Thursday, 15 February 2007

project spectrum, february 2007

Hopefully quite a few photos for this. Colours are blue, white and grey for February/March. Interested? Sign up here

The light blue jumper is for a pregnant friend at church. there's a bit of a mini baby boom over the next few months. It came from a Moda Dea book but wa so short I picked up stitches from around the bottom on a circular needle, did a few rows of stocking stitch and then some more garter stitch to lengthen it.

The funny little jumper, two shades of blue, is a repeat photo from the African post below. The little hat is the third in the same project. It's actually more of an aqua colour than shows up here and was a quick and easy knit.

I have a deck, covered with a gazebo at the back of the house. In the summer I spend a lot of time there, although this will lessen considrerably when work recommences next week. Goodbye leisurely breakfasts and cups of espresso. Breakfast, knitting, reading and often eating dinner - all find an ideal venue there. The gazebo is basically weatherproof except for days like Monday where we had deluges of rain and heavy wind. The table is half covered with books, knitting, the outdoor cutlery in a covered container, handcream, candles and so on. Our BBQ, permanently connected to the gas line, is easily available and used a lot, even in winter. Summer weekends see BBQ lunches, served straight to the nearby table.

The deck faces east and gets the early morning sun and some sun in the afternoon down the narrow gap, about a metre, between my place and the house next door. We get views to the south as well. I feel it's a small hideaway as trees and vines have grown and I have plants which create a frame to look through to the sky. Sitting down all I can see is plants, trees and sky and it's not till I stand up that inner-city living intrudes on my view.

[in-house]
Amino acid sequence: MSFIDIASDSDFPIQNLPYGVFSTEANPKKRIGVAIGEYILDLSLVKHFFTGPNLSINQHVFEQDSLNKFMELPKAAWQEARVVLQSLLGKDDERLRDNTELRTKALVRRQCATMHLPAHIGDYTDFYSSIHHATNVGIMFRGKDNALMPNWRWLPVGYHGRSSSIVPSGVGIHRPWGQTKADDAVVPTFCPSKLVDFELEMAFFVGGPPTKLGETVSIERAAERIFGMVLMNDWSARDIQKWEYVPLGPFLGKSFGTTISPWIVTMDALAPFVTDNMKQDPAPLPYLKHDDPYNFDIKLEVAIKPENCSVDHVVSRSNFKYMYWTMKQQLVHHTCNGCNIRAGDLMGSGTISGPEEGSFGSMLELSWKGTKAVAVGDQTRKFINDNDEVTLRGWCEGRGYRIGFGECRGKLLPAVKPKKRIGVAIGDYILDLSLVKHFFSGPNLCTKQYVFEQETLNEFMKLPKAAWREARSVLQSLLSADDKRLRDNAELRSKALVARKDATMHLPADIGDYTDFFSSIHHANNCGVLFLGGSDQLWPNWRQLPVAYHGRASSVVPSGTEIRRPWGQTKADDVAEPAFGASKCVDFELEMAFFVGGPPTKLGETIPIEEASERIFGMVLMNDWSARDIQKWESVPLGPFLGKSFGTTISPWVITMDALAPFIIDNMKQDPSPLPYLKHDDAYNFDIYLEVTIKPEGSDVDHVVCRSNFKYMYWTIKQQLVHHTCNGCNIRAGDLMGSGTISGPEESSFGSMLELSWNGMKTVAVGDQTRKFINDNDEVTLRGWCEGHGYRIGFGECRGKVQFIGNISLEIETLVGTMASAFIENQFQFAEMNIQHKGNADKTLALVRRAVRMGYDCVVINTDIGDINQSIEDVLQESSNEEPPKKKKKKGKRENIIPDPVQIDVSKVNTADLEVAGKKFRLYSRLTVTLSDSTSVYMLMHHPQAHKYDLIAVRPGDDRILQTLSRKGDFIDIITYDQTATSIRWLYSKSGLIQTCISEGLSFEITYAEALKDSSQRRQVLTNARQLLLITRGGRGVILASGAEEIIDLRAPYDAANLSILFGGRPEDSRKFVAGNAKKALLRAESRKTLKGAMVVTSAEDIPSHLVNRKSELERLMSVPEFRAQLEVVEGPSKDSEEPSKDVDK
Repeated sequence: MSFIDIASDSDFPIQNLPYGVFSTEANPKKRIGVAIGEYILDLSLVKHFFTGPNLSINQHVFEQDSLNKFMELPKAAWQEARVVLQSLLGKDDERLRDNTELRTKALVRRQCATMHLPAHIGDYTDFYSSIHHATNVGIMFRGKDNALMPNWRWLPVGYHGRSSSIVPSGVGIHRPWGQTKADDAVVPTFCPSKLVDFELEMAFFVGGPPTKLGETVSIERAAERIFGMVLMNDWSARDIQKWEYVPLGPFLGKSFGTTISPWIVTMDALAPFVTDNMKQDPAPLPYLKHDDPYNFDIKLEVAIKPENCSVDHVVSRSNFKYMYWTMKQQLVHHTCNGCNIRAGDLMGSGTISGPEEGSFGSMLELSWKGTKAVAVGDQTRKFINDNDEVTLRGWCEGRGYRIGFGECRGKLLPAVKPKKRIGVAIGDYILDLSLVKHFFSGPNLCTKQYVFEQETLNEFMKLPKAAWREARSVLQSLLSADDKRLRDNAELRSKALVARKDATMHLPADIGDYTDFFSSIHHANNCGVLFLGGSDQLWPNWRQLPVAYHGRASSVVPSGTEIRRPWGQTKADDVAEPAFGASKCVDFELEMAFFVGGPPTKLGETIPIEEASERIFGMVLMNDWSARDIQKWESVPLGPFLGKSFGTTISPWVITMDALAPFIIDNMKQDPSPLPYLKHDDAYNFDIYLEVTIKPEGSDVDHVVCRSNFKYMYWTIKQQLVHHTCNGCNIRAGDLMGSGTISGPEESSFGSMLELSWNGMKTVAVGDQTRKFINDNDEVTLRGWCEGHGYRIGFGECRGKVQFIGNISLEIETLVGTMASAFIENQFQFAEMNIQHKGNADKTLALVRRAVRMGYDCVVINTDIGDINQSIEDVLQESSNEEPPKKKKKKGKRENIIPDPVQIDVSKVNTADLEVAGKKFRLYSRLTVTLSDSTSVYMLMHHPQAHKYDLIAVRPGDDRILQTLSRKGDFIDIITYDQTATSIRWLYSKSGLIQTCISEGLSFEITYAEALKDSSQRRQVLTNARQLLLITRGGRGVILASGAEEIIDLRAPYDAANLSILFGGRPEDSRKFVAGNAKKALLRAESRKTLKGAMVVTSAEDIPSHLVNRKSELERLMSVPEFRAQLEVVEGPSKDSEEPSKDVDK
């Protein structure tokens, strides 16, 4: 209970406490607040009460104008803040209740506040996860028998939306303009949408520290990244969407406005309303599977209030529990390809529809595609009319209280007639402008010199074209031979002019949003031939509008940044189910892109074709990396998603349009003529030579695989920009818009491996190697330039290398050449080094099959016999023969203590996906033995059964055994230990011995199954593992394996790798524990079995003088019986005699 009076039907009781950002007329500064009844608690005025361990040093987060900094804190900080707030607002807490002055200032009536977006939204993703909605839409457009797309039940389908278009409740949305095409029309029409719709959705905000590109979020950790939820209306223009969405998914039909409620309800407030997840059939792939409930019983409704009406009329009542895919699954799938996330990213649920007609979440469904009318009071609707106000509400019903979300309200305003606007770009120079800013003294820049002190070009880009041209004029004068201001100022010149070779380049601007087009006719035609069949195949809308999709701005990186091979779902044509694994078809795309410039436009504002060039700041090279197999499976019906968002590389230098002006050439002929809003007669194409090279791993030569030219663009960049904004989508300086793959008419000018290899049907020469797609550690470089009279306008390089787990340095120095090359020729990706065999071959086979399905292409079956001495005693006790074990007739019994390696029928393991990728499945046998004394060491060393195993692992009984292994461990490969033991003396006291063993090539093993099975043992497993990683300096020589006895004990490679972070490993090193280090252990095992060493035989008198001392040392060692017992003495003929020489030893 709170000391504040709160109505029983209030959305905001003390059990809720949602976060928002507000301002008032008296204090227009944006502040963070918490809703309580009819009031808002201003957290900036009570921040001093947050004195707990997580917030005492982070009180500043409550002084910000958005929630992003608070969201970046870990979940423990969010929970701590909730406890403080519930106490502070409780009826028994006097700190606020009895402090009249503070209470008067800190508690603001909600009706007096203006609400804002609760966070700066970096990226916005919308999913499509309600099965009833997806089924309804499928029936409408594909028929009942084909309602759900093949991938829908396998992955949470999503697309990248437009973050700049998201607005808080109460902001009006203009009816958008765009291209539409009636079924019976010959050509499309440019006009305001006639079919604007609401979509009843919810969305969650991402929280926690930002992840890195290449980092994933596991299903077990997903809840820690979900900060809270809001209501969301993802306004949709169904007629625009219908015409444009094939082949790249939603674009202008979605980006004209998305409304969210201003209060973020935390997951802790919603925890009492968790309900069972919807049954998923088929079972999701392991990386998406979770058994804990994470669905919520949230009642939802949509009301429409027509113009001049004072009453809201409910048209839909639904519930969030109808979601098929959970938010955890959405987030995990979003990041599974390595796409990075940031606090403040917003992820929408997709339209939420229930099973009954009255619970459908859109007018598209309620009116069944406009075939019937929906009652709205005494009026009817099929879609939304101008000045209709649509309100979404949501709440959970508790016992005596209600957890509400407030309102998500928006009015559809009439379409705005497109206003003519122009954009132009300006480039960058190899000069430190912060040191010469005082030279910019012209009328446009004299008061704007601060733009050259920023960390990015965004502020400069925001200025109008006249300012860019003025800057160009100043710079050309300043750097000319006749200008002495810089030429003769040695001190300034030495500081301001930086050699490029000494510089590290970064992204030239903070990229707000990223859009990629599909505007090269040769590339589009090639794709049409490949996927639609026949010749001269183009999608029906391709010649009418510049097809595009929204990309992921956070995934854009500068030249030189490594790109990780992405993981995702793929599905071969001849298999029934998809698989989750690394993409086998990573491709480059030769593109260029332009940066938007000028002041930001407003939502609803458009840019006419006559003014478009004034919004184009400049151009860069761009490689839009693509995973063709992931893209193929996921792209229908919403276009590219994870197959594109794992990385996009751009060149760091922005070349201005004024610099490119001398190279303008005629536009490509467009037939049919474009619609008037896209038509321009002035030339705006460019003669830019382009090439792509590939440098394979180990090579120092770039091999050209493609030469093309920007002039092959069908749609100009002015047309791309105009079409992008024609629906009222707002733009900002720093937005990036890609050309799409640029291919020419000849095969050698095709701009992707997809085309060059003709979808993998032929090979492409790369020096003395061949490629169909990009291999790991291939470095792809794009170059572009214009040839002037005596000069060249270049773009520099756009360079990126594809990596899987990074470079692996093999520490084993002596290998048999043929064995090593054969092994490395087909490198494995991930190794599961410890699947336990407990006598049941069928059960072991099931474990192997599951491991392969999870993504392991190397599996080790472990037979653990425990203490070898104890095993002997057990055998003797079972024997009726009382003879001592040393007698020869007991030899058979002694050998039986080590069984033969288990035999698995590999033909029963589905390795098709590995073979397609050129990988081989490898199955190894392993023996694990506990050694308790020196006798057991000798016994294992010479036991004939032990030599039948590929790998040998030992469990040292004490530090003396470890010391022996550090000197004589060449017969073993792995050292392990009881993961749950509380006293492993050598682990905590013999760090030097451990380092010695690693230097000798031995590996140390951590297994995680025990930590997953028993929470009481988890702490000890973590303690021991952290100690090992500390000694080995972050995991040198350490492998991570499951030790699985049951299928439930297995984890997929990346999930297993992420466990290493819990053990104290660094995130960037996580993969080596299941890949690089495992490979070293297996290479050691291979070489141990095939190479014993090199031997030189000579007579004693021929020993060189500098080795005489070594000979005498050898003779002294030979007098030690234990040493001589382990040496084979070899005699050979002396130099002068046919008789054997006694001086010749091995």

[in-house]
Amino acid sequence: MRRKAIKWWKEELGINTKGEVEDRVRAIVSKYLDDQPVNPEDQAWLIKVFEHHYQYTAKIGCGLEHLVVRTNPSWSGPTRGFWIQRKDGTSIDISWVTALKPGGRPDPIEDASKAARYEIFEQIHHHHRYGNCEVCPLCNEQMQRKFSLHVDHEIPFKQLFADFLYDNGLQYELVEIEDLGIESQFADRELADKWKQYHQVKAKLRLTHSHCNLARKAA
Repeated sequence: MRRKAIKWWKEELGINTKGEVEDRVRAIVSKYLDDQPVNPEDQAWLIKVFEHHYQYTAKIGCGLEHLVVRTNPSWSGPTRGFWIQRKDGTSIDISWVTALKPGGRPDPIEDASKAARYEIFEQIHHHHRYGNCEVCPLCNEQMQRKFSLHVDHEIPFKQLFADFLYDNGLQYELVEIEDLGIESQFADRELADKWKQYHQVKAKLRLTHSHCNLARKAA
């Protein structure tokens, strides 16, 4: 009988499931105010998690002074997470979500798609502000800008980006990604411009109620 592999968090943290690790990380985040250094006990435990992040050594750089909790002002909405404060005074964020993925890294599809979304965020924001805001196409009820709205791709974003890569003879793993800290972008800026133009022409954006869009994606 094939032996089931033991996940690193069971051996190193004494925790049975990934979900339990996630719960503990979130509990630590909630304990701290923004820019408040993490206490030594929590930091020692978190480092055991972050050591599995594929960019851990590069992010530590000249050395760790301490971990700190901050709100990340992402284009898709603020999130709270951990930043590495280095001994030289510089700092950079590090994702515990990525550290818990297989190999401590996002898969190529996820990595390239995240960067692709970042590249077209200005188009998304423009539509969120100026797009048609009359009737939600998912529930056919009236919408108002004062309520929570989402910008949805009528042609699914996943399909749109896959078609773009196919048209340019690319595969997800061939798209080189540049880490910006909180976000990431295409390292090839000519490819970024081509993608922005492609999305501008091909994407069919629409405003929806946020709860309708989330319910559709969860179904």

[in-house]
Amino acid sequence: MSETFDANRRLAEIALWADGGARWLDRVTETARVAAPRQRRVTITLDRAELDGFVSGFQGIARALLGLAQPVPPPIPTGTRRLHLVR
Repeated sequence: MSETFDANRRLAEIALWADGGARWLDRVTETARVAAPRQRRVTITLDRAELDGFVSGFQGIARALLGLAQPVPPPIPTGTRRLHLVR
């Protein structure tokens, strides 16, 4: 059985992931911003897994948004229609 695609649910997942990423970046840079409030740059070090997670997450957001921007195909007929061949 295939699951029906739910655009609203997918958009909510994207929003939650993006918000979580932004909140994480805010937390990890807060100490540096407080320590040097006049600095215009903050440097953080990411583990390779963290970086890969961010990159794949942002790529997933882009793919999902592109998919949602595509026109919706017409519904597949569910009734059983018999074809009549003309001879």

I was sitting there this morning when I looked up to see brilliant summer blue sky with dots of white clouds. I sat admiring it for a few mnutes when I suddenly remembered Project Spectrum so I raced for the camera. My husband suggested it looked like MS Windows screen saver. Really geeky. I'd rather think that Microsoft took it from nature than the other way around.

The house there is painted in a sandy colour which takes on different hues in different lights. Trims are very blue as can be seen from the window frame and the doorway. It gives a holiday feel to the back of the house and goes well with the pleasant times spent on the deck. I bought the pots from the huge Bunnings hardware near my place. I love that shade of blue. The small celosia that can be seen in one of them is self sown as are the big ones seen in the pots on the deck. I've had them for years from just one punnet. I did have more herbs in them, but they are awkward to reach to water, so I didn't bother this year with our tough water restrictions. Hopefully the forrecasters are right in predicting the breaking up of the el Nino effect in the next few weeks.

Not much about knitting here in this post, but the Project Spectrum page suggests looking out for unusual uses of the featured colurs. These may not be unusual but I hadn't even thought about the colours in these things which I look at everyday.

Wednesday, 14 February 2007

op shop finds

Sometimes you can be in the right place at the right time. Lately I haven't had much success in op shops for knitting things. However, the patterns shown cost me the lump sum of $1.00 at my local Salvation Army shop. (Click for larger picture) The one with the lacy patterns has some really nice pattern stitches in it. It reminds me of the cardigan I made for my mother when I was still in High School. It had a lacy ribbed pattern of six or eight stitches and the sleeves were an integral part of the fronts and back. It was kntted on what were then called size 12 and 14 needles. Quite small and across the back had about 350 stitches in wool to accommodate the short sleeves of the jacket.